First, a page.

Fiduciaries and Why They Matter

john oliver

(pictured above: a recent “Last Week Tonight” segment by John Oliver on fiduciary duty)

Following is a Q&A with Linda Taylor, Portfolio Manager at Carlisle Financial Group, on the term fiduciary, why you’re probably hearing it used a lot lately, and the one question you cannot afford to skip.

1) What is the meaning of the term fiduciary and why should I care? The word fiduciary comes from the Latin word fiducia for trust. Simply put, a fiduciary puts their clientsʼ interests first, always acts with the utmost good faith to provide full and fair disclosure of all material facts, never misleads clients, and fully discloses any and all conflicts of interest. This provides a significant level of protection for a client as a fiduciary must never act in a way that unfairly benefits them at the expense of their client.

2) But aren’t all financial advisors looking out for their clients’ best interests? Not necessarily. It’s important to know that financial and investment advice comes from two different types of professionals. Registered Investment Advisors already meet a fiduciary standard. Almost all the others — stockbrokers, broker-dealer representatives and people who sell financial products for banks or insurance companies are held only to a “suitable investment standard.” Since many brokers or insurance agents now call themselves “advisors” this leaves a lot of gray area. Receiving commissions or other incentives to sell particular financial products means that a broker may be prioritizing their own commission or their company’s revenue which might not be acting in your best interest at all.

3) Why am I hearing the word fiduciary so much recently? Because this past April, the Department of Labor finalized a rule to address the many conflicts of interest by non-fiduciaries (such a brokers) who give retirement advice. The new rule states that these “financial advisors” must begin to uphold a fiduciary standard when the rule goes into effect in April 2017 –– they can no longer steer these assets into high cost investments, instead they must put their clients’ best interests ahead of their own.  Note: at the moment, this only applies to retirement accounts such as 401Ks and IRAs.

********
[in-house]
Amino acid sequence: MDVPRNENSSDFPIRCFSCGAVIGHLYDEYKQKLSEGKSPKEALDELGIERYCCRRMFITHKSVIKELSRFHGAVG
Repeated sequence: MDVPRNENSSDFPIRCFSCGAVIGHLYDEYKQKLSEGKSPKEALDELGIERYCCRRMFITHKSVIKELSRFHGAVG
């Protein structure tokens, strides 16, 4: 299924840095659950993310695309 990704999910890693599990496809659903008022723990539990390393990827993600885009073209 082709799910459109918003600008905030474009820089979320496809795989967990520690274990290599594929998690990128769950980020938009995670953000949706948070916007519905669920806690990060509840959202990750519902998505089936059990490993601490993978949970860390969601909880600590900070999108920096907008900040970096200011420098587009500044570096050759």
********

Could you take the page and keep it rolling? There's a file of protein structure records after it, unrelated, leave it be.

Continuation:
4) Why is this ruling so important? It will hold thousands of brokers, insurance agents and other financial advisors who have been operating under the suitability rules to a higher standard of care. Many firms will try to fight this new rule as this change will cause the income they receive to go down dramatically –– as more money stays in clients’ retirement accounts.

5) What’s the most important takeaway for consumers? Always ask the person giving you investment advice this question: Are you operating under the fiduciary standard at all times while giving advice and/or managing my money?

Carlisle Financial Group is a Registered Investment Advisor and has always operated under the fiduciary standard. As a value oriented investment firm, our mission is to help clients build and preserve wealth. Questions about this post? As always, please email us at or call us at 978-505-5799. And If you haven’t seen John Oliver’s show from last week where he talks about fiduciaries, check it out here. Just a word of caution, his language is at times colorful to say the least. If you’re easily offended, perhaps one to skip.

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